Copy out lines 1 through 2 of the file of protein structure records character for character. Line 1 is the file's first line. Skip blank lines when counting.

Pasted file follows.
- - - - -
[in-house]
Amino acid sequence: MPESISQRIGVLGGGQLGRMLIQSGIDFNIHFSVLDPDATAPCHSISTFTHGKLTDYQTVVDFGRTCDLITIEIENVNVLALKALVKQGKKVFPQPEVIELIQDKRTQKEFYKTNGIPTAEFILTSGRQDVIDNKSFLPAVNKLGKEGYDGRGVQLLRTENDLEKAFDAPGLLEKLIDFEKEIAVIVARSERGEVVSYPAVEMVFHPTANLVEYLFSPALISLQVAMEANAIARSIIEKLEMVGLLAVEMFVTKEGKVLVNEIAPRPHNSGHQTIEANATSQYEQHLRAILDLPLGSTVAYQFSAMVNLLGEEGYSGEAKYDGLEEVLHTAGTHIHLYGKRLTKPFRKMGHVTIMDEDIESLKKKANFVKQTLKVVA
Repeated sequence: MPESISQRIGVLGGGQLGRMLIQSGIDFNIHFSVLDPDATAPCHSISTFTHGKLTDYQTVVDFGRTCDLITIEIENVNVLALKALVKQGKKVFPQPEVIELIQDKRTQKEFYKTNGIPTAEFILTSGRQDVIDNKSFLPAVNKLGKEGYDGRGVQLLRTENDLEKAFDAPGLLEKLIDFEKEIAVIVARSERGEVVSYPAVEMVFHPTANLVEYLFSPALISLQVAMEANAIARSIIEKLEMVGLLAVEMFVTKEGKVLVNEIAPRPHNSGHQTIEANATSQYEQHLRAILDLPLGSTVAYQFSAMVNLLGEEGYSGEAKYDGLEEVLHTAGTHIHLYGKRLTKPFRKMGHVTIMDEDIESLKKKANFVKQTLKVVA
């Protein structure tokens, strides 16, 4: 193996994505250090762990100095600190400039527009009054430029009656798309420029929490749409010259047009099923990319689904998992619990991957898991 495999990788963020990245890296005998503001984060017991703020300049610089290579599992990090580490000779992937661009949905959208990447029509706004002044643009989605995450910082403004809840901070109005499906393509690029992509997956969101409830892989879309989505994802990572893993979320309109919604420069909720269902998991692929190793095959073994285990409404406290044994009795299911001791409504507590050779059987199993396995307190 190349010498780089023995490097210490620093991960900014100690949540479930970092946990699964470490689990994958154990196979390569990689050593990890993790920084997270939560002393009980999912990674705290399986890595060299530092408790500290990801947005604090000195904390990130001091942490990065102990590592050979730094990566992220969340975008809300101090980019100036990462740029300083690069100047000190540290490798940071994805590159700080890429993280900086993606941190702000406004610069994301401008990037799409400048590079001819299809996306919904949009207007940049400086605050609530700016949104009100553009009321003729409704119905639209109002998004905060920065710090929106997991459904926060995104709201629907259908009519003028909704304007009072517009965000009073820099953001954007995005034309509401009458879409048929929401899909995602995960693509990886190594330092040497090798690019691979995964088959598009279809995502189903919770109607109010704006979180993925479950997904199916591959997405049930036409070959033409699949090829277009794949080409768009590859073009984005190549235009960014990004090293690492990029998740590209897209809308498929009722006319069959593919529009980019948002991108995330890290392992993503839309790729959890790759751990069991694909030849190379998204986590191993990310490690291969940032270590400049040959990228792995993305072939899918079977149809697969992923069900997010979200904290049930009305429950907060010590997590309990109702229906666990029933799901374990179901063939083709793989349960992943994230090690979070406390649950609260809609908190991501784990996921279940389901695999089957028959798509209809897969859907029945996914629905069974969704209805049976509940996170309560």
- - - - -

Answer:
[in-house]
Amino acid sequence: MPESISQRIGVLGGGQLGRMLIQSGIDFNIHFSVLDPDATAPCHSISTFTHGKLTDYQTVVDFGRTCDLITIEIENVNVLALKALVKQGKKVFPQPEVIELIQDKRTQKEFYKTNGIPTAEFILTSGRQDVIDNKSFLPAVNKLGKEGYDGRGVQLLRTENDLEKAFDAPGLLEKLIDFEKEIAVIVARSERGEVVSYPAVEMVFHPTANLVEYLFSPALISLQVAMEANAIARSIIEKLEMVGLLAVEMFVTKEGKVLVNEIAPRPHNSGHQTIEANATSQYEQHLRAILDLPLGSTVAYQFSAMVNLLGEEGYSGEAKYDGLEEVLHTAGTHIHLYGKRLTKPFRKMGHVTIMDEDIESLKKKANFVKQTLKVVA